Besides political and cultural factors, a wider social agenda was also present behind the act of Brexit in the name of English nationalism, with its roots in class division and Eurocentric mentality, which in turn, is also dependent on the uneven distribution of economy[13]. As a result of this class struggle the native English people who have a poor economic setup have to suffer the most, and as a result, they go on to form fascist right-wing political groups, which later on goes ahead to be regarded as nationalist groups[14]. Nationalism often gives rise to unjustified pride for one’s own country, thereby leading to revolts and wars, where the country may have to suffer in the end, and only the ego of the nationalists being satisfied. Similar is the case here. A seething nationalistic feeling led to the devolution and Brexit, which was further enhanced by extremist pressure groups like the EDL, which actively holds rallies and movements against the Muslims in Britain. It also led to a rise of populism and harsh nationalism, which was opposed to liberal democracy. Populism widely refers to the anti-establishment measures posited against the social elites[15]. The growing distrust of the common mass in the politicians and elites gives rise to populism. Therefore, economy comes into play. The Marxist ideologies of subversion of power from the hands of the elites to the working class or labour class are called up. They were instigated to hark back to an imaginary past which was rather democratic in structure. However, the boundaries of such ideologies were often transgressed to promote a feeling ‘Englishness’ which was meaningless in its core. Thus the socially conservative lot gained a significant amount of control over the political framework of the country. The economy of England has been going through a phase of turmoil after the Brexit[16]. Inflation has started making its effect on various sectors like construction, thereby resulting in a reduced output of production. This has increased the level of poverty to a great deal. This pushes the poor people to take recourse to nationalistic groups, through which they would be able to fight for their demands. The economic downturn, hand in hand with rapid immigration also leads to hostile feelings like racism and anti-Semitism in those native citizens.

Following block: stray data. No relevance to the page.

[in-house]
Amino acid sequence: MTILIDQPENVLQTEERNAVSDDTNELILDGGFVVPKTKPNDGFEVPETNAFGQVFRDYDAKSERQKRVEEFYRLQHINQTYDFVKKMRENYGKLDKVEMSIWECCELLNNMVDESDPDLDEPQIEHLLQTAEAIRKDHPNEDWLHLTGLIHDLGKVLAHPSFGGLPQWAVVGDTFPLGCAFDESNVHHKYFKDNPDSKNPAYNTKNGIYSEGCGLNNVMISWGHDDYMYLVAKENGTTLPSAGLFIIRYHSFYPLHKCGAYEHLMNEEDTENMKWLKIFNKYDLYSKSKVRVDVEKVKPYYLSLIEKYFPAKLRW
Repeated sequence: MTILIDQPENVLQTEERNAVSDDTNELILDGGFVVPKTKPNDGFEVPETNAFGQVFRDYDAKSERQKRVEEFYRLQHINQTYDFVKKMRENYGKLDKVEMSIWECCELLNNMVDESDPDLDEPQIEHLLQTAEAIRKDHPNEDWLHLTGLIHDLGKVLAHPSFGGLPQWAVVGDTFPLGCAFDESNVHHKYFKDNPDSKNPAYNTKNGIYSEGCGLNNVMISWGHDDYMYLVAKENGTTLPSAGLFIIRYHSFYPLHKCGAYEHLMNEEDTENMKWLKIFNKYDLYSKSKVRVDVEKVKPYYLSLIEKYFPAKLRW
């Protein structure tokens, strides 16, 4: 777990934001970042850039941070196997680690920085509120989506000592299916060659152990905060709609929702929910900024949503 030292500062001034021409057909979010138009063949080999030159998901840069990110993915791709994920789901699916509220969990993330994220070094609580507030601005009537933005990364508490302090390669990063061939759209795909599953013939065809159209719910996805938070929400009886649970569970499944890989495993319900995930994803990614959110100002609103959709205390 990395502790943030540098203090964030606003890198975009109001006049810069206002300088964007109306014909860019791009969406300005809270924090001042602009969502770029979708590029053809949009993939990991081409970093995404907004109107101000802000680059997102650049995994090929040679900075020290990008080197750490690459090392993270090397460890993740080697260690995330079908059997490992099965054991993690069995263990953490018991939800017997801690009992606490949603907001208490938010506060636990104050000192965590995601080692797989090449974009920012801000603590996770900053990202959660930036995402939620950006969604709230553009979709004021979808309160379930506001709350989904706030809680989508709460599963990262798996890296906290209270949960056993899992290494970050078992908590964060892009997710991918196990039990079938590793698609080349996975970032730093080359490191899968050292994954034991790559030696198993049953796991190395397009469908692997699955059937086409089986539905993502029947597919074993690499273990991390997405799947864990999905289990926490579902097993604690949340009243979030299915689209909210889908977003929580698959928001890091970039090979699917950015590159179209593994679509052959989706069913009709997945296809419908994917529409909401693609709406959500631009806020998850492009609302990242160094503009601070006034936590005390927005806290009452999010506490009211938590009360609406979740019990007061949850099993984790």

Therefore we may conclude by saying that the ideals of English nationalism stands on slippery grounds at present. It has undergone more changes in the last few-decades than it did in the hundreds of years before that. The political scenario of England saw a shift in power to the hands of groups promoting fascist ideas against the immigrants. This resulted from a long drawn desire of self-rule beyond the binding of standardized or codified laws and rules encompassing not only the states within the United Kingdom, but also the member states of the European Union. Therefore, the devolution of England and its separation from EU came to serve this long-cherished dream. However, England was not politically or economically ready to take up such a big responsibility of working independently without aids from the Union. As such, opposing views and opinions led to the formation of groups which started to challenge the working of the English government, and enforce their own preferred codes of conduct. The economic and trade policies were shaped accordingly. The violent nationalism was considered to be an anathema by the left-wing politicians. However, the economic degradation post Brexit and devolution pushed relegated them to the background and extreme right-wing groups, filled with local agitated people started gaining ground. In order to hark back to an original English culture, they took recourse to fascism in the name nationalism. Conflicting opinions led to internal unrest, for which the immigrants also had to bear the brunt.